SELKIRK is planning a new contemporary arts festival next September, writes Sandy Neil.
The four-day YES festival, which stands for Yarrow, Ettrick and Selkirk, aims to celebrate the natural, built and social environment of the town and surrounding valleys.
The programme focuses on live performance, visual art and the spoken word, and makes use of many venues around the area, such as village halls, empty premises, shops, existing galleries, artists’ studios and The Haining.
The festival will also support smaller-scale events and exhibitions within the town and in rural locations, promote active participation by all ages living locally and commission new artworks.
“It’s a great chance to show off the terrific talent in Selkirk and the valleys,” one of the event’s co-directors, Lawrence Robertson, told TheSouthern, “and put us on the creative map. We sensed there was a lot of art being created in the area, but anyone arriving in the Market Place wouldn’t know it was there. This gives it a chance to be shown.”
The idea was initiated by the Selkirk Regeneration Company (SRC), a community-based company with charitable status set up just three years ago in 2009, which aims to improve the quality of life in and around the town. “It was just the right thing for us to do,” explained Mr Robertson, an SRC director: “It’ll be very good for Selkirk and the Ettrick and Yarrow valleys.”
A steering group of five event directors, composed of Lawrence, Jenna Agate, Judy Steel, Mary Morrison of the Creative Arts Business Network and the general manager of Peebles’ Eastgate Theatre, Caroline Adam, toiled for several months to turn the idea into reality.
“We’re now ready to move up several gears,” Mr Robertson revealed, as the group advertised for a project development officer to put their plans into action.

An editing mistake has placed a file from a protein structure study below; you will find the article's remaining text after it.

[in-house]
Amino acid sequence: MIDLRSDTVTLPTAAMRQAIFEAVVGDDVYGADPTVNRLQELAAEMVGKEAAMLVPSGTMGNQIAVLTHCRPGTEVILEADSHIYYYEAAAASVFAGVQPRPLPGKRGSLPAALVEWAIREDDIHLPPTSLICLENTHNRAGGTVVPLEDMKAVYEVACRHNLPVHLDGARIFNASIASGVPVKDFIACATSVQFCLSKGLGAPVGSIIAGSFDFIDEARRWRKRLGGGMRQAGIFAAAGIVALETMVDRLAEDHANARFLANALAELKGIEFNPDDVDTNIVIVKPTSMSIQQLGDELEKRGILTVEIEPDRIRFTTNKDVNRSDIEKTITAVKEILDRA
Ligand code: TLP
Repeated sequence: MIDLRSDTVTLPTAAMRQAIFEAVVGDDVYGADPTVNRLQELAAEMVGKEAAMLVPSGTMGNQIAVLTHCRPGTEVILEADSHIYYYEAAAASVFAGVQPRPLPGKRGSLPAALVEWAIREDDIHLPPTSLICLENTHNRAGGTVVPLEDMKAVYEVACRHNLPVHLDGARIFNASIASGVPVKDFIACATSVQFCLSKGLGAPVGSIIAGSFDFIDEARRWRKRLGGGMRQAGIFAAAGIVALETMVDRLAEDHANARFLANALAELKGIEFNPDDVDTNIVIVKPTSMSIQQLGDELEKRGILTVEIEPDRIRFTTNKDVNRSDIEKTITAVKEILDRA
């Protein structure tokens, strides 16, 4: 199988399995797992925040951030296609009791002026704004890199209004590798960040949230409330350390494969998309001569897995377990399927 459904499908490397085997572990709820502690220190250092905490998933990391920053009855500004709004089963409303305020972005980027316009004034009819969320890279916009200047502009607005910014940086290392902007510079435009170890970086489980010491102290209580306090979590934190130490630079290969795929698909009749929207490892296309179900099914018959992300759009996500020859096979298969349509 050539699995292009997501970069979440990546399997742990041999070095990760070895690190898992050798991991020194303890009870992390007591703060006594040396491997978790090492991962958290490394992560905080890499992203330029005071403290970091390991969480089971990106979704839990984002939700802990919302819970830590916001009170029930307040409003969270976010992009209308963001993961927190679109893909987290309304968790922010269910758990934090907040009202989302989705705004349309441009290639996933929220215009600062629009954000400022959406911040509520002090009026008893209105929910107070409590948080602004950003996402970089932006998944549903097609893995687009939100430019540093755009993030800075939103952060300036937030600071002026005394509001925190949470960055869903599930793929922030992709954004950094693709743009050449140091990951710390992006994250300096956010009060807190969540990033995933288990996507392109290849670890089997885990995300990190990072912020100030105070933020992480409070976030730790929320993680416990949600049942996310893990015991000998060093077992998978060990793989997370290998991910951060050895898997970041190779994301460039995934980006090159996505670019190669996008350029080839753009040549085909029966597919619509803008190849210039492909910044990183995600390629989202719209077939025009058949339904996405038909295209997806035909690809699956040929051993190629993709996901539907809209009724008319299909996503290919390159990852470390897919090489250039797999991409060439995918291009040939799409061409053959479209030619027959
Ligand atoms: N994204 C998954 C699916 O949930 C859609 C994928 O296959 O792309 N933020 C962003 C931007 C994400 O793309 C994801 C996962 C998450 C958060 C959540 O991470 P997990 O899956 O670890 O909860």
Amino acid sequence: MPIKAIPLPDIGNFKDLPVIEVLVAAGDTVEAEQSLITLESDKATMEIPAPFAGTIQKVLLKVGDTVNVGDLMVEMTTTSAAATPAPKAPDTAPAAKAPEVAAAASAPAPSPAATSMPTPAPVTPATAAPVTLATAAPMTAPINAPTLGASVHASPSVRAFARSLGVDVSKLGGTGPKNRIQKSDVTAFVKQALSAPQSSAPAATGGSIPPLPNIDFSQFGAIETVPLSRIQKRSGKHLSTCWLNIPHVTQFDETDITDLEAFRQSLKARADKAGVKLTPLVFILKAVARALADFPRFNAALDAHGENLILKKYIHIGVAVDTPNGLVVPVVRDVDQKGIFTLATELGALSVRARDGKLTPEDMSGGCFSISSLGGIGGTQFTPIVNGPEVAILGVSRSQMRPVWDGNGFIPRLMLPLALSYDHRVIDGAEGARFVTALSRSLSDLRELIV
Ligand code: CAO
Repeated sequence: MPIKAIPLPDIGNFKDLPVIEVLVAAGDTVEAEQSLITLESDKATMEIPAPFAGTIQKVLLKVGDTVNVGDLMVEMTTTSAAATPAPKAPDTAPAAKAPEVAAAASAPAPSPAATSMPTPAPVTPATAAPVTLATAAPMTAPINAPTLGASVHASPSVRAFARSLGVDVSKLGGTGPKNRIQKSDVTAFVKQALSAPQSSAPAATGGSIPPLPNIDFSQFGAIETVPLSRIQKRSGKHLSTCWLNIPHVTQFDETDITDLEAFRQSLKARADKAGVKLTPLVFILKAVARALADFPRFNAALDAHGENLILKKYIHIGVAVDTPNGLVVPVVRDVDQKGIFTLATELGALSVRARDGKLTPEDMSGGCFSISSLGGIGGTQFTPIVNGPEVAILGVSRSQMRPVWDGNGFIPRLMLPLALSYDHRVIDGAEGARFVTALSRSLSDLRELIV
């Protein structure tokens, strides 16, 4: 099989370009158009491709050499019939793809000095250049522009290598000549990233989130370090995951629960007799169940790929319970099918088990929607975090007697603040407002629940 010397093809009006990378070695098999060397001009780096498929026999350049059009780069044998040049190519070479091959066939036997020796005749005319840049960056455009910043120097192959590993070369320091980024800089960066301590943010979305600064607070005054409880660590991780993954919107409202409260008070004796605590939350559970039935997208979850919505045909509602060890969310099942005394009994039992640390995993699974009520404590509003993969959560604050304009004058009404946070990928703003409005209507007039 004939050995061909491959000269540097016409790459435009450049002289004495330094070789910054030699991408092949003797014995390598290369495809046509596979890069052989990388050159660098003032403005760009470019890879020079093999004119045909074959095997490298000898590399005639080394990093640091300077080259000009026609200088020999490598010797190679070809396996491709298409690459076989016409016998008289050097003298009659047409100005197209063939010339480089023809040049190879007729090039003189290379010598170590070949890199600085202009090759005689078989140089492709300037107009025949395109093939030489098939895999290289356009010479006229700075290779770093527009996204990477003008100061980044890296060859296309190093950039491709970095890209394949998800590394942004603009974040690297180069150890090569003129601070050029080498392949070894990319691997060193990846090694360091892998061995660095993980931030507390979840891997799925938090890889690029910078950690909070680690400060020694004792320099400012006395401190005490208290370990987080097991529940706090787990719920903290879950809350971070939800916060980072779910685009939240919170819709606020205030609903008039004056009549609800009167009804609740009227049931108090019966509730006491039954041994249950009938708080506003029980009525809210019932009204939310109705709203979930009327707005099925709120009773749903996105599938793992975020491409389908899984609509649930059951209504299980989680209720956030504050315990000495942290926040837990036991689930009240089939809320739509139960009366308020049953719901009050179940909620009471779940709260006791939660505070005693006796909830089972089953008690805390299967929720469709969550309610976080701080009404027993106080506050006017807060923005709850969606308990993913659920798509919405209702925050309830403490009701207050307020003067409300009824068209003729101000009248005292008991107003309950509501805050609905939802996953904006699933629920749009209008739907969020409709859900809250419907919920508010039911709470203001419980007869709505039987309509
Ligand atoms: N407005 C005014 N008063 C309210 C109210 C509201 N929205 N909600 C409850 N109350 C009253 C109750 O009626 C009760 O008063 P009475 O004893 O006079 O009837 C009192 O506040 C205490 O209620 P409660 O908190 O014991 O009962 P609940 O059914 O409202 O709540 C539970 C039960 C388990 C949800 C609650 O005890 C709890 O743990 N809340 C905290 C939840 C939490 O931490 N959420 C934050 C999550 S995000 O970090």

According to the advert, the group’s long-term aims is to “establish YES festival as a biennial event which engages with local and national audiences and contributes to the cultural, economic and social life of Selkirk and the surrounding areas.”
The YES festival enriches an already flourishing cultural scene in the Royal Burgh, with the Flodden 500 commemorative events over two weeks in September 2013, Selkirk Sessions every October and the annual Scott’s Selkirk on the first weekend of December.
The Haining also aspires to host more arts events, such as the Children’s Book and Storytelling Festival last Saturday, which organisers hope could become another annual fixture on Selkirk’s cultural calendar.
Selkirk’s new YES festival is, Mr Robertson said, “all part of a surge in interest to make things happen in the town,” citing as more examples the £1.4million regeneration bid to Historic Scotland, the Community Action Plan 2012-15 and the opening of the Market Place’s new pop-up shop ‘48’ last week.
More pop-up shops are planned by Selkirk’s Chamber of Trade, which is actively trying to reverse the town’s 30 per cent drop in footfall between 208-11 – the biggest drop in all Border towns. YES festival organisers also hope visitors can increase income for local businesses and traders.
“There’s a lot of good initiatives,” Mr Robertson added: “We’re very gratified by the response we’ve had – there’s an appetite in the town to see this happen.”